Every week, the editors of The Paris Review lift the paywall on a selection of interviews, stories, poems, and more from the magazine’s archive. You can have these unlocked pieces delivered straight to your inbox every Sunday by signing up for the Redux newsletter.
Embracing fall equinox, we bring you George Seferis’s 1970 Writers at Work interview, where he speaks to the roles of conscious and subconscious memory in poetic imagery; Edmund White’s short story “The Secret Order of Joy”; and Jane Hirshfield’s poem “Autumn.”
George Seferis, The Art of Poetry No. 13
Issue no. 50 (Fall 1970)
When autumn approached, when there would be a rather strong wind, and the fishing barges would have to sail through rough weather, we would always be glad when they were at last anchored, and my mother would say to someone among the fishermen who’d gone out: “Ah, bravo, you’ve come through rough weather”; and he would answer: “Madam, you know, we always sail with Charon at our side.” That’s moving to me. Perhaps when I wrote about Ulysses in “Upon a Foreign Verse”—perhaps I had in mind somebody like that fisherman. Those “certain old sailors from my childhood” who would recite the Erotokritos.
The Secret Order of Joy
By Edmund White
Issue no. 84 (Summer 1982)
I can’t really remember how I met Tommy. I recollect him first as a smooth cloche of shiny light brown hair sporting the slender plume of a cowlick, a head bent over a book in study hall belonging to someone I’d heard was captain of the tennis team, leader of the Crowd and Sally’s steady; then, without transition, he was my friend and he was struggling to explain to me his theory about Sartre’s Nausea as we kicked our way through autumn leaves. “Uh … uh … ” he was crying out on a loud, high note, a sustained nasal sound, as he stopped walking and held a finger up. Then his small, blue eyes, straining to see an idea in the distance, blinked, glanced smoothly up and down. The glitter of prophecy faded. He shrugged: “Lost it.” He exposed his palms and then pocketed his hands in his trousers. I held my breath and counted ten before I offered my soft, apologetic suggestion: “But aren’t you really saying that Sartre thinks Man is … ” and I filled in the blank with the closest approximation I could invent, not of Sartre’s thought but of Tommy’s dubious interpretation of it.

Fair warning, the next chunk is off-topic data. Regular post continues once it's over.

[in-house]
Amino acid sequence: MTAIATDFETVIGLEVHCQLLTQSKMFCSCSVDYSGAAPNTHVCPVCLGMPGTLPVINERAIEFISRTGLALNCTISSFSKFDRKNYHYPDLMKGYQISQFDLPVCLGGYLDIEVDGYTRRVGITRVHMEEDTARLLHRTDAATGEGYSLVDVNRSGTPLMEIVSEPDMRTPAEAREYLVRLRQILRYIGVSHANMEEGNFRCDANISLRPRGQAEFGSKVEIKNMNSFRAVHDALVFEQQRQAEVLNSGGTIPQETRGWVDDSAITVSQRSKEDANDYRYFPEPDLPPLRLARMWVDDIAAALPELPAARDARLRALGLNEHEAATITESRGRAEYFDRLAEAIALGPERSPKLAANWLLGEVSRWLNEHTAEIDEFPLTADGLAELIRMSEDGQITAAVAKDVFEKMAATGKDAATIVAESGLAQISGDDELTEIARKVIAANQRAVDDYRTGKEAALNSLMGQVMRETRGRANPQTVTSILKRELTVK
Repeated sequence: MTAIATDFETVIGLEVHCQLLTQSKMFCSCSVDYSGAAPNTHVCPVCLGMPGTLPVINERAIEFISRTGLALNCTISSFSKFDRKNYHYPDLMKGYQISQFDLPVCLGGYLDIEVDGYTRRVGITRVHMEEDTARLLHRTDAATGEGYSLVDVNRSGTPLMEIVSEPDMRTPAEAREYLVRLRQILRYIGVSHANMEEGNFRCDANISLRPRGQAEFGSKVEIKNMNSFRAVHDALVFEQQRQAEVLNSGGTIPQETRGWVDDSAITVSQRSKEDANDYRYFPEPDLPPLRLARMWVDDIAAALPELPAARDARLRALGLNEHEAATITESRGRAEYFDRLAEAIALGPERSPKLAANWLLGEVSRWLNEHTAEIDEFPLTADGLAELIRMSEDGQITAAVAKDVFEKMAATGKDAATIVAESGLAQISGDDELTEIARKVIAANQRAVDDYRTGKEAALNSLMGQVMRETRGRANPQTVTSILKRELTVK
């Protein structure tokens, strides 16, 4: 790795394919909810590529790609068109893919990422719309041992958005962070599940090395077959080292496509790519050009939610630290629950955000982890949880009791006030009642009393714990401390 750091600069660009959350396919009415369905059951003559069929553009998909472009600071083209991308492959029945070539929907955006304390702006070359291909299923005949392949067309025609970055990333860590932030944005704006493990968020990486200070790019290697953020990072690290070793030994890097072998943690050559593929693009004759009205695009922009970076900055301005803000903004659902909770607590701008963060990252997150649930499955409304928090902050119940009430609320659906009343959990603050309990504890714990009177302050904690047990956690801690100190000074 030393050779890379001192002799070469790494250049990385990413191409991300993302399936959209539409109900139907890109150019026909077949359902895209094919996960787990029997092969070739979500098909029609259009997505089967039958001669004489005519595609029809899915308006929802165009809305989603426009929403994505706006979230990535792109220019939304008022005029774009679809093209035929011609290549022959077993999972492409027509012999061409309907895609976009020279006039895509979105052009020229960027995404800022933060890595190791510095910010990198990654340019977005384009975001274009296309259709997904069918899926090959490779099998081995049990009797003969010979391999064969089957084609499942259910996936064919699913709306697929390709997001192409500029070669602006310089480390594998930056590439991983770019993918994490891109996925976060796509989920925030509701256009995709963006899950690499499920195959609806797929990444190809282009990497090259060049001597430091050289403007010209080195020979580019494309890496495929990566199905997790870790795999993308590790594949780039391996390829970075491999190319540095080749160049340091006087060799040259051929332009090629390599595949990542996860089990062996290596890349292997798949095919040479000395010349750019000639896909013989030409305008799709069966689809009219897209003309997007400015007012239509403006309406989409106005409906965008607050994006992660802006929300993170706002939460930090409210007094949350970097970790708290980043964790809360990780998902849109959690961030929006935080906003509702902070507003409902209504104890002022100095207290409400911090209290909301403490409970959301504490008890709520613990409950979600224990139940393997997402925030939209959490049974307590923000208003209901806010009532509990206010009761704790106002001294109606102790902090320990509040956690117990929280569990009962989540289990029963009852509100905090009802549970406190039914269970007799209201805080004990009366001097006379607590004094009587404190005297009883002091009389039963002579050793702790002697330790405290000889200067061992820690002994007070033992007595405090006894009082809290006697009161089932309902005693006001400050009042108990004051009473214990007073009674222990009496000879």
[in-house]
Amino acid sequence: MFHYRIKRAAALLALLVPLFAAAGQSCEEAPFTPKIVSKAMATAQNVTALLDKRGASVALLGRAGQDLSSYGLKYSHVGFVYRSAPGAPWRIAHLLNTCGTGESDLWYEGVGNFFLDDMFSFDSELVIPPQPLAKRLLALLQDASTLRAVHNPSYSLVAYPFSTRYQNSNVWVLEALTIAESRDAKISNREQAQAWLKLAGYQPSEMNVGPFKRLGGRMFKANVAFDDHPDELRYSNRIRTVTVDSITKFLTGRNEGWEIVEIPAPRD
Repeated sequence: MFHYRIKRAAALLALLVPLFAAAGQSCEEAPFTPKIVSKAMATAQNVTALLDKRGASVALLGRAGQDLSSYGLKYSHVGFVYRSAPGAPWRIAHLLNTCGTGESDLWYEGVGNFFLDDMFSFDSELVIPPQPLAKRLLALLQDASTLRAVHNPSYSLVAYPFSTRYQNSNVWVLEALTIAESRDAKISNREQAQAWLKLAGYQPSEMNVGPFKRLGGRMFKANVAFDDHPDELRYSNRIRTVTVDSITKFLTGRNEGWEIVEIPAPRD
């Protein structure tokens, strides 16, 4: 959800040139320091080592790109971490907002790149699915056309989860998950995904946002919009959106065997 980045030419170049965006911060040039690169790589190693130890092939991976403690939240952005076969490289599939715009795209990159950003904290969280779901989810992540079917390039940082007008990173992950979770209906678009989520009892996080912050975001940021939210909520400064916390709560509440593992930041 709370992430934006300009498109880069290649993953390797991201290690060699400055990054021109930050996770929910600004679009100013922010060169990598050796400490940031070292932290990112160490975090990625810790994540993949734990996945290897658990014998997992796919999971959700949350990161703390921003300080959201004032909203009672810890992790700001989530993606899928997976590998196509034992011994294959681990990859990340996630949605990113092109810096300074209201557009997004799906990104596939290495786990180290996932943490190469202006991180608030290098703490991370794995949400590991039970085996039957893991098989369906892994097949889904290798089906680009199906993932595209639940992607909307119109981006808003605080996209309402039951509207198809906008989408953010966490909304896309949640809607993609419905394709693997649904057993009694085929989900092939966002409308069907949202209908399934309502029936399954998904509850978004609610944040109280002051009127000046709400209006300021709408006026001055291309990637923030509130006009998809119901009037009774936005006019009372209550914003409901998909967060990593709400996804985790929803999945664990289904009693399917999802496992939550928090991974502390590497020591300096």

By Jane Hirshfield
Issue no. 109 (Winter 1988)
Again the wind
flakes gold-leaf from the trees
and the painting darkens—
as if a thousand penitents
kissed an icon
till it thinned
back to bare wood,
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